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Haitians Ask, 'Where Are the Americans?'


PORT-AU-PRINCE, Haiti — As U.S. combat soldiers directed traffic, sipped from canteens or leaned up against massive tank barrels bearing such foreboding nicknames as "House of Pain," bewilderment and the seeds of anger began to well up Friday in alleyways and on street corners where Haitians had rejoiced in the U.S. forces' arrival just 11 days before.

"Where are the Americans?" shouted Eric Auguste, a pro-democracy demonstrator who for more than an hour had battled Haitian police--the same police who are supposed to protect him--as they attacked people gathered peacefully for a march against their country's military rulers.

As he fought bullets with rocks, Auguste shouted, "Why don't the American soldiers just take all their guns away? It would be easy for them. For us, we have only our bare hands."

A mile away, where U.S. military police dug in behind tanks and armed vehicles, another demonstrator who had fled the carnage had a more dire assessment. "I think, as the days are passing, the American soldiers are showing in which camp they now are. By not helping the people today, we can see they are with the police and their attaches ," he said.

Those were alarming words on a day when U.S. officials conceded there is concern at the highest levels that the U.S. intervention forces may be about to lose the hearts and minds of the poorest Haitians--the people the Clinton Administration hoped to save from tyranny when it ordered the intervention.

"I think there's a great concern about that," conceded Stanley Schrager, U.S. Embassy spokesman, during a briefing assessing the day's bloody events. "That is the kind of support that is necessary for us to accomplish our mission here."

Anticipating trouble Friday on the third anniversary of the violent coup that ousted elected President Jean-Bertrand Aristide, the Army had blocked off--with Sheridan tanks and vehicles mounted with machine guns--streets leading to the wealthiest residential neighborhoods. There, most of Haiti's elite strongly support the military rulers who seized power.

"They're guarding the rich, while leaving the poor to be slaughtered," said another demonstrator, who fled to one of the armored roadblocks after the pitched street battles broke out.

Army spokesman here described their role as one only of deterrence.

In the aftermath of Friday's killings, however, Schrager refused to rule out the possibility that U.S. commanders will now decide to take more forcible measures to confiscate the vast weapons legally registered to Haiti's police and paramilitary groups. It was those organizations Friday that terrorized peaceful demonstrators commemorating the thousands of Haitians killed since the military coup.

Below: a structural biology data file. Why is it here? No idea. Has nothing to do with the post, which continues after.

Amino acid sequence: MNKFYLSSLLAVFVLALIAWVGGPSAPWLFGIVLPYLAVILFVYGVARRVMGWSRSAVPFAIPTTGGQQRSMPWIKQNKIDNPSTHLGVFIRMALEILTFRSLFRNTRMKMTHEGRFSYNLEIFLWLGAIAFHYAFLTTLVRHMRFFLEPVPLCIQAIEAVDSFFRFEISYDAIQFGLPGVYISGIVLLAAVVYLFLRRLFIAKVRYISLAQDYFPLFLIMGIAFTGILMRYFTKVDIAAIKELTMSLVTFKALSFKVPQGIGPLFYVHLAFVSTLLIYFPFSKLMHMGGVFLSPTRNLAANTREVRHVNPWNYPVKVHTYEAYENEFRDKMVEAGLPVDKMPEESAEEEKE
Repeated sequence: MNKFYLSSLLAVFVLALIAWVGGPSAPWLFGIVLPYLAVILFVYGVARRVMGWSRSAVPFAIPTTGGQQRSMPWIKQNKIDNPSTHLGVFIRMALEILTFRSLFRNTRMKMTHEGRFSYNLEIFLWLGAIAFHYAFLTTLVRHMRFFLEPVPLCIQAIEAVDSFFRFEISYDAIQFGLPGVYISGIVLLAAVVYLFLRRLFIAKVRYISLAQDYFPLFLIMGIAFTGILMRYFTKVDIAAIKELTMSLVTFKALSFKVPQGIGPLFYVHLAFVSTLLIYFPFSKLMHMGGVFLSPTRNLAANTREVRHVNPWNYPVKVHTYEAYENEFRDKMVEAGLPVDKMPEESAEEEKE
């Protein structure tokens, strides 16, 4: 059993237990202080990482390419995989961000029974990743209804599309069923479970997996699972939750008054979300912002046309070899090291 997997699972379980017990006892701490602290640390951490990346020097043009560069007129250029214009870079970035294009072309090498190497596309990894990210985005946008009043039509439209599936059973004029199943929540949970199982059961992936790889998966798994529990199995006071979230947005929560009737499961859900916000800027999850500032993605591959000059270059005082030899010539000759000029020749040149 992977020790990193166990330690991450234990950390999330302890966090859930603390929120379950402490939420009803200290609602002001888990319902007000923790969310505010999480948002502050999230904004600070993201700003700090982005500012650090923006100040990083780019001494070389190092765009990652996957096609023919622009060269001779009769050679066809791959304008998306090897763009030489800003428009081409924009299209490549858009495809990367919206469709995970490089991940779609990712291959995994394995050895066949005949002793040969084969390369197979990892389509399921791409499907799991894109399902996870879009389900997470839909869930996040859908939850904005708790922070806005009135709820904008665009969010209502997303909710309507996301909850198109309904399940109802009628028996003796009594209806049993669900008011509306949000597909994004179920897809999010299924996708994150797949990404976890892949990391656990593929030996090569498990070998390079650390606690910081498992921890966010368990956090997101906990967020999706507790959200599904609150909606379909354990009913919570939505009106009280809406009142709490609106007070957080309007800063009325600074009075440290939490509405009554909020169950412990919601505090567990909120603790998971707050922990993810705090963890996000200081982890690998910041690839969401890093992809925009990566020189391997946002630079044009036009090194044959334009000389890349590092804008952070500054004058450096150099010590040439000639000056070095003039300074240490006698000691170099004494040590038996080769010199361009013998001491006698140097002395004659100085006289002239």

U.S. Army spokesman Col. Barry Willey said Friday that the U.S. military is continuing a voluntary nationwide money-for-guns program that so far has netted just 287 weapons, about half of which were grenades.

But most analysts said that it has yet to have any impact in a nation where there are between 75,000 and 100,000 legally registered firearms. And it was equally clear, as it was in the early days of the U.S. military's humanitarian intervention in Somalia, that Haitians want disarmament more than anything.

An old Haitian with a white beard and ancient blue Freemason's beret shouted such sentiment from the front steps of the Sante Rose Delima funeral parlor near the site of Friday's violence, which was largely restricted to the sprawling neighborhood around the paramilitary headquarters.

"What are your American soldiers doing here anyway?" he yelled to two passing American journalists. "There are two people shot dead inside here, killed by (the paramilitary group) FRAPH. And there are no soldiers to be seen."

Another elderly Haitian sitting beside him added: "Look, the population here loves the American soldiers. But since they are here, we don't see anything from them. They have to handcuff (Haitian army chief Lt. Gen. Raoul) Cedras and (Police Chief Michel-Joseph) Francois, put them out of the country and take away all their guns."

The U.S. forces have, in fact, done a great deal.

In another section of the city shortly before the gunfire broke out, U.S. Army Military Police caught one of the notorious attaches , or armed police allies, in the middle of the street. They stripped him of his pistol and two ammunition clips, handcuffed him and forced him to kneel in the street for half an hour as a crowd of thousands jeered and cheered.

And U.S. Army technicians performed a near-miracle on Thursday night. After several days' work and with the flip of a switch, they doubled the power to a city that has lived with only a few hours of light each day for years.

Still, the pro-democracy demonstrators who bore the brunt of Friday's attacks were distinctly unimpressed.

"It is a good thing that the Americans have done, restoring power to our capital city," said one demonstrator in a sweaty, bloody T-shirt.

"But this too is for the rich. Who needs electricity, when you have no money to buy something that needs it? We need food. We need freedom. And right now, we need protection."

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